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The maiden voyage of my parents’ new motor home, Eloy, Arizona

The maiden voyage of my parents’ new motor home last weekend was a smashing success, even though everything seemed to be working against us, at least at first.

Friday was a miserable day weather-wise, at least by Arizona standards. Cold and wet are not two words one often uses to describe the weather in this state, but last week was both. The drive to the campsite involved several downpours. Luckily we weren’t heading north, as there was snow falling at the higher elevations.

The campsite was not what I would consider a destination. It was a private campground near Eloy that had recently been converted to a KOA. The ground was soggy when my parents arrived, a couple hours before Kathryn and I. My dad was a little concerned the brand-new rig was going to get stuck in the mud. A pond had formed about 15 feet from the vehicle, and campground workers had run hoses across our site in a futile attempt to drain it. I parked on what little remaining dry gravel I could find. Today, my car still has about two inches of mud around the tread of each tire.

However, my parents appeared unfazed by the inclement weather when we arrived, and, having done all the hard work of leveling the motor home and setting up the water and electric hookups, welcomed us in for beer, wine, and cheese. We spent the rest of the afternoon catching up on conversation and learning about the different systems in the RV. In particular, the heater had been running since before Kathryn and I arrived.

I made us all some gourmet shells and cheese for dinner, which is to say I made store-brand deluxe shells and cheese, then stirred in an onion I had diced and fried in sausage drippings earlier in the week. No one complained, but we had all had quite a bit to drink by then.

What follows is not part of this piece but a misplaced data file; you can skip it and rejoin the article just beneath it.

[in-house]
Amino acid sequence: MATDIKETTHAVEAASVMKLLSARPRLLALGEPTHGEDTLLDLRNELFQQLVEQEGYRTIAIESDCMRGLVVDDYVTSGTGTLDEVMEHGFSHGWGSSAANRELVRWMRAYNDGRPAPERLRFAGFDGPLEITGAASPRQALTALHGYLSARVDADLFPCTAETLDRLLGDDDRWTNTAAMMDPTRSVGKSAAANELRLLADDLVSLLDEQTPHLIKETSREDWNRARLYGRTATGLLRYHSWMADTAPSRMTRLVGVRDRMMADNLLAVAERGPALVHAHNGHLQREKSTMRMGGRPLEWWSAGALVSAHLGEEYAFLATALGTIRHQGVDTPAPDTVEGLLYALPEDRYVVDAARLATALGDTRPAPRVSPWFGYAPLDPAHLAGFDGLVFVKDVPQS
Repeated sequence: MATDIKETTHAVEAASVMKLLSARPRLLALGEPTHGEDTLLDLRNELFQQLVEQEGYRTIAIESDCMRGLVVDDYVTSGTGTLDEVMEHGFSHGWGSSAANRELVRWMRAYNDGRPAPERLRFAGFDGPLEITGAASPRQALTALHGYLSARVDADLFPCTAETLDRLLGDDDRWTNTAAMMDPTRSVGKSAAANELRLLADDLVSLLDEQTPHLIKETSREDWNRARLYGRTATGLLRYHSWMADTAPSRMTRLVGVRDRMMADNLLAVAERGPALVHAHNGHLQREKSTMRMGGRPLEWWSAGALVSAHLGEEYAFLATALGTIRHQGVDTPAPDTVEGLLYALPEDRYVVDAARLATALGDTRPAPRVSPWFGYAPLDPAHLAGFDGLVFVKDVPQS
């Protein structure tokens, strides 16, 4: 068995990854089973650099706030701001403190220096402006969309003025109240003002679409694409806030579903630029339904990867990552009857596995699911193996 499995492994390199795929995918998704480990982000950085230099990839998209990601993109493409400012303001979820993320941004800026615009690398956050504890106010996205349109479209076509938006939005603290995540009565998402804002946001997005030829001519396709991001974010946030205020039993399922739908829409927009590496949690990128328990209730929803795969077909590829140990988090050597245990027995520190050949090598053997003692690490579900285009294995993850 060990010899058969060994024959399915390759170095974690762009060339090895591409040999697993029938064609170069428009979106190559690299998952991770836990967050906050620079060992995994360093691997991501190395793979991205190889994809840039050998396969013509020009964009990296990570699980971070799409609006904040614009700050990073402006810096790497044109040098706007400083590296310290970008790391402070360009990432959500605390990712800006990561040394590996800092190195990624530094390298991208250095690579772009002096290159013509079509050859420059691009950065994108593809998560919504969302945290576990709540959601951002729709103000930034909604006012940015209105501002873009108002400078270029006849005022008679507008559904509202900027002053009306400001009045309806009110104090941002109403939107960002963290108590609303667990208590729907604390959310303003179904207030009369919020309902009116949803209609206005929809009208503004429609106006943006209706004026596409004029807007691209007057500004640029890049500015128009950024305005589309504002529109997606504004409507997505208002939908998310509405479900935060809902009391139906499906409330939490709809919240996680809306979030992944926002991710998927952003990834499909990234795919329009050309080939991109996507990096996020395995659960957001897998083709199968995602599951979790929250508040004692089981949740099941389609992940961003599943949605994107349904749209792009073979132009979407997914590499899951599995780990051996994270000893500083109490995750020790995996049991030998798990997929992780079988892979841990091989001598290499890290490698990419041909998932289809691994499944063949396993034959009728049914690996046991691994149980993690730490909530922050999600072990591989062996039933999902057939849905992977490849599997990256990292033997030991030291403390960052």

We then worked out sleeping arrangements for the night. Kathryn and I would sleep in the overhead bunk, while my parents would naturally have the bedroom in the rear. The only issue might have been having a bit of privacy, since the door for the bedroom is also the door for the bathroom. We didn’t seem to bother each other, though.

However, what we hadn’t counted on was how the heat vents are distributed throughout the motor home. There are several in the main living area, but only one in the bedroom. While Kathryn and I were warm that first night — almost too warm — my parents were freezing. The problem would be solved the following night by leaving the bedroom door open.

(Photo by KG7NRB.)

(Photo by KG7NRB.)

It stopped raining late Friday, and by Saturday morning things were starting to dry out a bit, except for the roads and the pond that had grown into a lake. The sun had come out, too, although it was still quite chilly. After breakfast of scrambled eggs and toast, prepared by my lovely wife, we all went for some walks around the campground, from which we could now see the snow on distant mountains.

We got the impression there were a number of long-term guests at this campground, which surprised me somewhat. It’s not particularly scenic, and it’s not particularly cheap. I saw a lot of Canadian license plates on vehicles, so perhaps to them the non-descript southwestern brush scenery was an improvement over multiple feet of snow. The campground is conveniently located about halfway between Phoenix and Tucson, being maybe 15 minutes closer to Tucson. That might increase its appeal.

By late morning, we had set up chairs outside and moved our day-drinking into the sun. Dad grilled us steaks for dinner, and we all went to bed a little earlier than the night before.

Kathryn and I wanted to be back in Phoenix on Sunday in time for Mass at our usual place, so after another breakfast from Kathryn — French toast this time — we broke down the camp around 8:30 am. After a few minutes of driving over still-soaked campground roads, Dad showed us how to empty the holding tanks. Then we said our goodbyes and were off.

The mission for this first trip was to get us all familiar with the new RV. I’d say it was successfully accomplished. To boot, we all had a pleasant and relaxing time doing it.